We have divided this communication into phases so that expectations are clearly set for our clients.
- Phase One - Storm Advisory: This phase is in effect when a named storm is predicted to be about 72 hours from impact. The Severe Weather Team will meet to discuss moving into the next appropriate phase and any actions that need to be taken.
- Phase Two – Storm Watch: When a named storm is predicted to be 1-2 days from impact. During this phase we are keeping a close eye on the path of the storm as this is when predicted location of landfall is often narrowed down by forecasters.
- Phase Three – Storm Warning: When a named storm is ready to impact one of our regions and the threat is imminent (less than 24 hours from impact). Offices in affected regions will likely begin closing during this phase.
- Phase Four – Post Storm: After a storm has passed through one of the areas we serve, we will communicate with employees and establish post-storm protocol for all affected.
What We Learned from Florence
Those of you living along the coast and near rivers have a personal understanding of the difficulty’s hurricanes can cause, even the lower category ones. Afterall, Florence made landfall as a category 1 and we all saw the destruction she left in her wake. We at CAMS hope to take what we learned in dealing with last year’s storm and put it into practice in the future to truly raise the bar of association management services during natural disasters.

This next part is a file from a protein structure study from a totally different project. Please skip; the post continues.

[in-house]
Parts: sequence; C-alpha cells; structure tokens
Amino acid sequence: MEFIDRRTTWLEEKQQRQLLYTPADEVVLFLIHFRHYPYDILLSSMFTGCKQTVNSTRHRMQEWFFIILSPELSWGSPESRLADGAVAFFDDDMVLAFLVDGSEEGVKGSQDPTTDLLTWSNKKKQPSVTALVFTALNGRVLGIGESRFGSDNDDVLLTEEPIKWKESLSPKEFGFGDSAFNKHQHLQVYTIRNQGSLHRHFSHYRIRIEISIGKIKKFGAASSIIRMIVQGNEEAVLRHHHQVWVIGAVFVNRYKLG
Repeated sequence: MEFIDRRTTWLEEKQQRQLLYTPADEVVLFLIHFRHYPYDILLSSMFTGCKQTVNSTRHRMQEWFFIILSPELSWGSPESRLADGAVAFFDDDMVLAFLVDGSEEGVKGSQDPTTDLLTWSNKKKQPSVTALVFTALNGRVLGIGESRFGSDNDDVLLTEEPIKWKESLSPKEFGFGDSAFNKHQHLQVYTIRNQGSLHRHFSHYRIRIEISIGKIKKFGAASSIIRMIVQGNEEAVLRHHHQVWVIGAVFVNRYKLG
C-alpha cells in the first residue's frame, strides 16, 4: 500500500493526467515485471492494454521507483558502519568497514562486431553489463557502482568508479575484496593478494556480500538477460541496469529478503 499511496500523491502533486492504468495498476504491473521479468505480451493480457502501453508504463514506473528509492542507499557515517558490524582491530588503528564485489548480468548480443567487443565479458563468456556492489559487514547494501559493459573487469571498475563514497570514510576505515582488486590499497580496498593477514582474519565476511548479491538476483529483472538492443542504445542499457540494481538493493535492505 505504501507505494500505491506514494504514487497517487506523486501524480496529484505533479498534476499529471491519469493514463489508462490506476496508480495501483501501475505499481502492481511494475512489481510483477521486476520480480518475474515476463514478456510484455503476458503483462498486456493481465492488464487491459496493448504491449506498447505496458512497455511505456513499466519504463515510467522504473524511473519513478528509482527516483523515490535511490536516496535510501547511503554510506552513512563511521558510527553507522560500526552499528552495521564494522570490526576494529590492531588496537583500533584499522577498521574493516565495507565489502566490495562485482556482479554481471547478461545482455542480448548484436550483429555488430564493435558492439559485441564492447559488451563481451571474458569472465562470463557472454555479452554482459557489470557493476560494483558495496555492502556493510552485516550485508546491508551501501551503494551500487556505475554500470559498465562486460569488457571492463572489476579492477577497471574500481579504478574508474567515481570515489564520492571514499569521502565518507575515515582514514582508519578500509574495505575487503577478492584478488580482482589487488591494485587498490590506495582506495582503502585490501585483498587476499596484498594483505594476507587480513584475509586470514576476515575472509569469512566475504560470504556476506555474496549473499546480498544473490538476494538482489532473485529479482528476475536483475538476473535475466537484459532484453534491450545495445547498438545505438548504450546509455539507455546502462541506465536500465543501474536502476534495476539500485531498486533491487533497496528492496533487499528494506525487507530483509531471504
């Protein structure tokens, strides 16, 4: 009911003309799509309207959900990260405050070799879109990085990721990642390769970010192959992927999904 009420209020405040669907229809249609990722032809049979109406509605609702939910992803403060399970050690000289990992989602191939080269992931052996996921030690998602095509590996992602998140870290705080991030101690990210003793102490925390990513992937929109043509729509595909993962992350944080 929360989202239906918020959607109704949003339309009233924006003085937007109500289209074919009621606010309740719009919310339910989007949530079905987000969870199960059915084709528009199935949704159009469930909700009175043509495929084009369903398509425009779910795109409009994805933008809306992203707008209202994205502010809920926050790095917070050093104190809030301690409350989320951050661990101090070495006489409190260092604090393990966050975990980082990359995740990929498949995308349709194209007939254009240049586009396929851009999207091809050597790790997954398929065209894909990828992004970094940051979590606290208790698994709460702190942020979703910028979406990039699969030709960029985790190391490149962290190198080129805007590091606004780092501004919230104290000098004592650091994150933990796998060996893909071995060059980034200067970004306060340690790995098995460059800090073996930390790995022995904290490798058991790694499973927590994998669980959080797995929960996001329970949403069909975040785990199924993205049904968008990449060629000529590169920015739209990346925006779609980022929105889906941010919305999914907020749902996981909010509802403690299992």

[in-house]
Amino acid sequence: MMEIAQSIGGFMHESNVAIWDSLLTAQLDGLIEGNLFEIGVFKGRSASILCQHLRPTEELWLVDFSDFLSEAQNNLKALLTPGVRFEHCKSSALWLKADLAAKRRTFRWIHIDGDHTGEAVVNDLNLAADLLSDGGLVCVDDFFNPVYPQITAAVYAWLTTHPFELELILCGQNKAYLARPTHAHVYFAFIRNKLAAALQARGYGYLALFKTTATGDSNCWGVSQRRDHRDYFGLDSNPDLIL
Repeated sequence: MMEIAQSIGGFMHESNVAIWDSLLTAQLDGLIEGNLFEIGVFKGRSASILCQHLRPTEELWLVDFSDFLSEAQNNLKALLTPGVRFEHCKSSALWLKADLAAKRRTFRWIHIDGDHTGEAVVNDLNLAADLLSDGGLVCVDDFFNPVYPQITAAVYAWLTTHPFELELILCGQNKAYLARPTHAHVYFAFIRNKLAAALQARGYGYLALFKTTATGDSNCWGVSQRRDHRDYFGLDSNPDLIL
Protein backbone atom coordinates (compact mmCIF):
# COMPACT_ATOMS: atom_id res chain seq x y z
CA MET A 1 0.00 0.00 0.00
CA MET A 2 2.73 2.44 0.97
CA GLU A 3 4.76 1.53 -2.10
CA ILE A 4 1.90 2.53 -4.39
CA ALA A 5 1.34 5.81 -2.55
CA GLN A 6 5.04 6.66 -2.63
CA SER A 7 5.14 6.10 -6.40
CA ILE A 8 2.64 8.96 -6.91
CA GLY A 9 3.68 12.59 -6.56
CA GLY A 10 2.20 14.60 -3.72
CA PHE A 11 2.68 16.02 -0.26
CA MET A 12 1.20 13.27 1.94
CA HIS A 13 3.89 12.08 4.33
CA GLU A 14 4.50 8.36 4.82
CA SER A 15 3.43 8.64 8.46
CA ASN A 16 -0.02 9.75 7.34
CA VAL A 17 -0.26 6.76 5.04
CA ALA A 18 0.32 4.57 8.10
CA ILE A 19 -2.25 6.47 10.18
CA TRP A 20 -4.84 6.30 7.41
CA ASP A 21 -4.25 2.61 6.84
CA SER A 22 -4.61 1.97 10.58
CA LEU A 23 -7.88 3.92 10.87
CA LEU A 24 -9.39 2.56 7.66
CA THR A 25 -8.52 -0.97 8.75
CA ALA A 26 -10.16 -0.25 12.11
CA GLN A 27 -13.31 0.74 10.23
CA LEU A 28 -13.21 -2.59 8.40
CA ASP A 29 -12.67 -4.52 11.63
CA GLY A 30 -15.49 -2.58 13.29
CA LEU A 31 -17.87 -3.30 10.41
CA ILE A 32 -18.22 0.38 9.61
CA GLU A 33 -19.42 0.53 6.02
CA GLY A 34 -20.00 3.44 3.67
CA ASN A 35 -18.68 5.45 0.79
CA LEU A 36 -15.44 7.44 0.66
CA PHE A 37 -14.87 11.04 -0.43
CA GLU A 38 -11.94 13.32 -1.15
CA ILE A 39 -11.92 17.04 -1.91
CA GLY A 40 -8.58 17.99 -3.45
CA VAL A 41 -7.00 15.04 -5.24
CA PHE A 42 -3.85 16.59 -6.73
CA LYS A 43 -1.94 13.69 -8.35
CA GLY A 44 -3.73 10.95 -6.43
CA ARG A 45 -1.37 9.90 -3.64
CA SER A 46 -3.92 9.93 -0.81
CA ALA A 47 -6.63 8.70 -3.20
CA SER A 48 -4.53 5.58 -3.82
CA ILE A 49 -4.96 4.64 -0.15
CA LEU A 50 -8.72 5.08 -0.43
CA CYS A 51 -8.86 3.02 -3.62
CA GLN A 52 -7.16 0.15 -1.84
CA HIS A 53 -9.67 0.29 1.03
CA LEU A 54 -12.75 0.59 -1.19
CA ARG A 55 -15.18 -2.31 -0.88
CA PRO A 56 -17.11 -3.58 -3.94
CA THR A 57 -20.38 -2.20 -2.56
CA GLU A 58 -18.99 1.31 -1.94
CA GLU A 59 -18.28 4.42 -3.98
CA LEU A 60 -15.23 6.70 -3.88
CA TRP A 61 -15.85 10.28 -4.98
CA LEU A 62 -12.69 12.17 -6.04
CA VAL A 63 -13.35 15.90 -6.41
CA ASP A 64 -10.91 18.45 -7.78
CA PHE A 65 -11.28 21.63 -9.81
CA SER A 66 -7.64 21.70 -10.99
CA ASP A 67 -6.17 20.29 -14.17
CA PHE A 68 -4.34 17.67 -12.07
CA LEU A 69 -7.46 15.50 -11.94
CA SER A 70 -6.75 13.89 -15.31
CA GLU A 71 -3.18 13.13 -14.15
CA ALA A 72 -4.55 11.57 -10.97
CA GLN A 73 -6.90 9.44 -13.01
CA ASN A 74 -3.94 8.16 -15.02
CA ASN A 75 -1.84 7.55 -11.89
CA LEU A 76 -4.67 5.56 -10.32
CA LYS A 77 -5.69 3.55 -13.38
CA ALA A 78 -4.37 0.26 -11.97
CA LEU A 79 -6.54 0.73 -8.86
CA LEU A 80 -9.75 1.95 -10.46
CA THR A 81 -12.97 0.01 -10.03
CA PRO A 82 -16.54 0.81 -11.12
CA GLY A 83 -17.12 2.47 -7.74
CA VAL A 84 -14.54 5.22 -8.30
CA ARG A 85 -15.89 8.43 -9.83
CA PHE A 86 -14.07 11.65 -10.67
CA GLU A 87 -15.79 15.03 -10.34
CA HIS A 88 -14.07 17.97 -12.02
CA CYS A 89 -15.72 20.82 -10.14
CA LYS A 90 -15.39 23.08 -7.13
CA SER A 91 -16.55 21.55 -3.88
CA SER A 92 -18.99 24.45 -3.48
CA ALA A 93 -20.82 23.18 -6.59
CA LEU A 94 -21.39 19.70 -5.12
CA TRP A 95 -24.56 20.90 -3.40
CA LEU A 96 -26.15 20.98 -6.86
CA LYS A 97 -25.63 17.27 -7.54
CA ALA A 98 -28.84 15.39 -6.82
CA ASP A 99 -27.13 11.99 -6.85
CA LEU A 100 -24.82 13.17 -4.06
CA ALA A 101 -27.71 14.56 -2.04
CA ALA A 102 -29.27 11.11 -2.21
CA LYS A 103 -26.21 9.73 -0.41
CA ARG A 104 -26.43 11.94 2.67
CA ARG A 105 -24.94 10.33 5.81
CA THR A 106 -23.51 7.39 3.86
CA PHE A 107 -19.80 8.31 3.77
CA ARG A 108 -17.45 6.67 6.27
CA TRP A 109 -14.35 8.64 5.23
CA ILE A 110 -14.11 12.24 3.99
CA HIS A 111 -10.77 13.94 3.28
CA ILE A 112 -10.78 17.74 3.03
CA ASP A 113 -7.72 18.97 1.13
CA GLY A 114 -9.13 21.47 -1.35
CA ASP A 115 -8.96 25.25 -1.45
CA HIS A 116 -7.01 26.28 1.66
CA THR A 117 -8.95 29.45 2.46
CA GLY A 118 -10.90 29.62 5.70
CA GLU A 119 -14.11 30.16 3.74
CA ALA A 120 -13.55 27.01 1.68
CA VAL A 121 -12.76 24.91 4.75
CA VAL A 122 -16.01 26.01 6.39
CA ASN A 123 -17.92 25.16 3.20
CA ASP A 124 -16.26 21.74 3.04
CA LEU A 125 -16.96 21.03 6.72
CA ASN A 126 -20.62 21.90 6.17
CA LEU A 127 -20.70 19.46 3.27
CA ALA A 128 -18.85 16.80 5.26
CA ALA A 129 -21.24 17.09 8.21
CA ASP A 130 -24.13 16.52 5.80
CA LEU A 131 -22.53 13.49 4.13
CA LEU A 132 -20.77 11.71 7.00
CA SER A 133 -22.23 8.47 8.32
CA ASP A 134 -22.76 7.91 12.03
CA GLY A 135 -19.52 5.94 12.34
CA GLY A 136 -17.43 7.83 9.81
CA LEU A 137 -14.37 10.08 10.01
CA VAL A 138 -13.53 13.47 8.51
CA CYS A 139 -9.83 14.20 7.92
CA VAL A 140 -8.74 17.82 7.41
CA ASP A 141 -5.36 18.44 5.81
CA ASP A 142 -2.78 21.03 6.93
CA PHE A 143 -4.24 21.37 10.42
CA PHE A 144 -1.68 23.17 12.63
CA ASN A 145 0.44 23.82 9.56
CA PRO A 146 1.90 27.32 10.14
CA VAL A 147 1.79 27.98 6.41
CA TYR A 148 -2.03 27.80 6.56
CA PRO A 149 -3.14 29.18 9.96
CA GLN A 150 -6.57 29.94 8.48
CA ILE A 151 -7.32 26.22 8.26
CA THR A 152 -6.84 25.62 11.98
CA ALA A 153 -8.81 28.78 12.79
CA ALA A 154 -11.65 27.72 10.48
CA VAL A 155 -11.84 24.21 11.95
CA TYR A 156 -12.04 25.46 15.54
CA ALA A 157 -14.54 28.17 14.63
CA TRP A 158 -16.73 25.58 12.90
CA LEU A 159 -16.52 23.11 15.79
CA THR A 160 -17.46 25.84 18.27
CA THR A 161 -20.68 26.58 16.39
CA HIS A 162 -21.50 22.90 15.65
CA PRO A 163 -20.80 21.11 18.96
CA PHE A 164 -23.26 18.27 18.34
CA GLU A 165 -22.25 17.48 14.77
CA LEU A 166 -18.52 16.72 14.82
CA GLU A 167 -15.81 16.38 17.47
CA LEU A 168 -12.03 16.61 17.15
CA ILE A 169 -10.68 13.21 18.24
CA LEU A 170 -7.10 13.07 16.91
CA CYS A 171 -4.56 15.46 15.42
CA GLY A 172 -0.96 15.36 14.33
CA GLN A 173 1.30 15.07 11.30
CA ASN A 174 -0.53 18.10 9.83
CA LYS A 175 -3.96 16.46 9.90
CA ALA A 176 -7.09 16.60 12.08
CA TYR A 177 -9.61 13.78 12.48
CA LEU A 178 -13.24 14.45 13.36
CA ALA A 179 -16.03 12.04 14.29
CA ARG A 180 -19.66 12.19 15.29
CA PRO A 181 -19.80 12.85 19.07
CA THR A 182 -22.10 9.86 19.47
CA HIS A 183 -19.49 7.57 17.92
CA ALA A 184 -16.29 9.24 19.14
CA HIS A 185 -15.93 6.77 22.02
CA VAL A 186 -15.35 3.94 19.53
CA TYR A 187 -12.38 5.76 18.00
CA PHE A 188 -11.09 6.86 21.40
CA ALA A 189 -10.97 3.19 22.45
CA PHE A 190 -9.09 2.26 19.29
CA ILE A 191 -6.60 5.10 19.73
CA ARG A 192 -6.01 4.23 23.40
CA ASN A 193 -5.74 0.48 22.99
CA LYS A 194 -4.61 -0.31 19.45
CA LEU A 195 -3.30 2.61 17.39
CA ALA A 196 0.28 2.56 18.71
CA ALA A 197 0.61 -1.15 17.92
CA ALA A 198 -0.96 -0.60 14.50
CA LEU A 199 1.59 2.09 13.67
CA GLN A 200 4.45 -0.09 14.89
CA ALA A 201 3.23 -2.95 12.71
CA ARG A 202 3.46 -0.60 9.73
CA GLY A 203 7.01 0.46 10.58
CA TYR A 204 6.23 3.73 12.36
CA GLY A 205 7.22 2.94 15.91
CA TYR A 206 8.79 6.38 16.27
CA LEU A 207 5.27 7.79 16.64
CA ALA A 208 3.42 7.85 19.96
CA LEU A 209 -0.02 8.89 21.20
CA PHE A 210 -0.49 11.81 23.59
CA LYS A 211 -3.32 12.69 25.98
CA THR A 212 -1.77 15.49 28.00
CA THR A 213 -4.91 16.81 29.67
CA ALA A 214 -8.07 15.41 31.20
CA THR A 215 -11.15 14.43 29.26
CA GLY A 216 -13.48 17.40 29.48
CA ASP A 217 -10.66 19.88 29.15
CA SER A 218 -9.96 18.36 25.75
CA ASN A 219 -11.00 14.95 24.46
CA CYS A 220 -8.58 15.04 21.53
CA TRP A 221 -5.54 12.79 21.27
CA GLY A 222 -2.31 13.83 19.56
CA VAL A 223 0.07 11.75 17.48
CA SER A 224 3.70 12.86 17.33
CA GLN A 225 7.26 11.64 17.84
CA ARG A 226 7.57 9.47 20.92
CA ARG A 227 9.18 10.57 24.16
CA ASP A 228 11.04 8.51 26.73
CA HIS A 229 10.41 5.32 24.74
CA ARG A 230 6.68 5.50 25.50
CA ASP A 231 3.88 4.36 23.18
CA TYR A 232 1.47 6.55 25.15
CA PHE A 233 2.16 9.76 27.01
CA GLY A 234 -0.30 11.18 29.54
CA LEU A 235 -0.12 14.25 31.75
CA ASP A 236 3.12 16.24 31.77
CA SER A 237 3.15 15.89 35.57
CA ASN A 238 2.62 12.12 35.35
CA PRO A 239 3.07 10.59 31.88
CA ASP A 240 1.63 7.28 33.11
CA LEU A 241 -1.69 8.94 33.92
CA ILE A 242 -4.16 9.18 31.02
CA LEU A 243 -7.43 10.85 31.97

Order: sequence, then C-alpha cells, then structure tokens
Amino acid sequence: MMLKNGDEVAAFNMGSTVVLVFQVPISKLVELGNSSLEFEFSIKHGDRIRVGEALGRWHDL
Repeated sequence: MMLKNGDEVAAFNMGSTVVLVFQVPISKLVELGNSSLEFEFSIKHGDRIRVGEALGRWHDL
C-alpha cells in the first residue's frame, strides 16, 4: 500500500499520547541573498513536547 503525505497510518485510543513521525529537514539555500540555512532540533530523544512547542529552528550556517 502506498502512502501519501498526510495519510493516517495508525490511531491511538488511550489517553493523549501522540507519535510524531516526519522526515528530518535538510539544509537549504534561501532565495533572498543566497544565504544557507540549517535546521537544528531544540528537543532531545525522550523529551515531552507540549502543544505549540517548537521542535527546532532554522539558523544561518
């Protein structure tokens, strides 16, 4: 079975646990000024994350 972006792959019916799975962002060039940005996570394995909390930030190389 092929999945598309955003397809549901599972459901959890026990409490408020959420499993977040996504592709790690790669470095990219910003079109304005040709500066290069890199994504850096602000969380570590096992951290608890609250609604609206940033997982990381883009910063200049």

Creating a Jump Team
One thing we did last year to ensure minimal service interruptions for our clients was activate a “jump team”. This involved some employees who live in our coastal regions travelling to Charlotte ahead of the storm in order to be able to continue assisting clients during and immediately after the storm by avoiding the phone and internet outages that were troubling the coast.
Having team members safely out of the main path of Florence allowed us to stay ahead of the storm in that we were able to keep everyone as informed as possible and begin coordinating with disaster relief professionals and handling repair issues as quickly as possible after Florence had passed.
Though we certainly hope we don’t need a jump team or any of these tips anytime soon, Florence hammered home the idea that “an ounce of prevention is worth a pound of cure” and we want to help you be prepared should the need arise.